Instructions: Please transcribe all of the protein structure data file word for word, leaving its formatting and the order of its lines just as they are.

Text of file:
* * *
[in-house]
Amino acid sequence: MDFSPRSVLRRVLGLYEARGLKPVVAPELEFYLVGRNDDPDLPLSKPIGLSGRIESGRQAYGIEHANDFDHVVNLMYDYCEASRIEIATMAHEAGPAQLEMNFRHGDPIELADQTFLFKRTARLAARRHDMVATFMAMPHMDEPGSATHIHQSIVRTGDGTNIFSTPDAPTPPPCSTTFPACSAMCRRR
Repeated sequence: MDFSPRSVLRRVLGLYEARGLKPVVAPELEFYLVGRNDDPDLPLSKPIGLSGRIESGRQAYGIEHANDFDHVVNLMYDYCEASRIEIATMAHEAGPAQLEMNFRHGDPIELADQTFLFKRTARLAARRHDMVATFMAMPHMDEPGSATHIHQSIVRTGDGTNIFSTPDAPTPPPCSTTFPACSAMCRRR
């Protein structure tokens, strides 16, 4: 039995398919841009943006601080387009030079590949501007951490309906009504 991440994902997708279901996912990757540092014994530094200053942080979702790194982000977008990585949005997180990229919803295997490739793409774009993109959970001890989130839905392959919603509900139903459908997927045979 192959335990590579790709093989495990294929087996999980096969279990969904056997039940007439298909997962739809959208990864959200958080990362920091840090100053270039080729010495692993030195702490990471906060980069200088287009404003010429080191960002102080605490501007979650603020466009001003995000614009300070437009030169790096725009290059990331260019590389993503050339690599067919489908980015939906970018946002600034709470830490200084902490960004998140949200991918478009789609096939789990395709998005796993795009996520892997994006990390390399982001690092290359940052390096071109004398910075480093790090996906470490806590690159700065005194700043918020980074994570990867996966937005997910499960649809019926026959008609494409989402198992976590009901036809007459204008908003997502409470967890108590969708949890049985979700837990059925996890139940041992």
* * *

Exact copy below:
[in-house]
Amino acid sequence: MDFSPRSVLRRVLGLYEARGLKPVVAPELEFYLVGRNDDPDLPLSKPIGLSGRIESGRQAYGIEHANDFDHVVNLMYDYCEASRIEIATMAHEAGPAQLEMNFRHGDPIELADQTFLFKRTARLAARRHDMVATFMAMPHMDEPGSATHIHQSIVRTGDGTNIFSTPDAPTPPPCSTTFPACSAMCRRR
Repeated sequence: MDFSPRSVLRRVLGLYEARGLKPVVAPELEFYLVGRNDDPDLPLSKPIGLSGRIESGRQAYGIEHANDFDHVVNLMYDYCEASRIEIATMAHEAGPAQLEMNFRHGDPIELADQTFLFKRTARLAARRHDMVATFMAMPHMDEPGSATHIHQSIVRTGDGTNIFSTPDAPTPPPCSTTFPACSAMCRRR
């Protein structure tokens, strides 16, 4: 039995398919841009943006601080387009030079590949501007951490309906009504 991440994902997708279901996912990757540092014994530094200053942080979702790194982000977008990585949005997180990229919803295997490739793409774009993109959970001890989130839905392959919603509900139903459908997927045979 192959335990590579790709093989495990294929087996999980096969279990969904056997039940007439298909997962739809959208990864959200958080990362920091840090100053270039080729010495692993030195702490990471906060980069200088287009404003010429080191960002102080605490501007979650603020466009001003995000614009300070437009030169790096725009290059990331260019590389993503050339690599067919489908980015939906970018946002600034709470830490200084902490960004998140949200991918478009789609096939789990395709998005796993795009996520892997994006990390390399982001690092290359940052390096071109004398910075480093790090996906470490806590690159700065005194700043918020980074994570990867996966937005997910499960649809019926026959008609494409989402198992976590009901036809007459204008908003997502409470967890108590969708949890049985979700837990059925996890139940041992």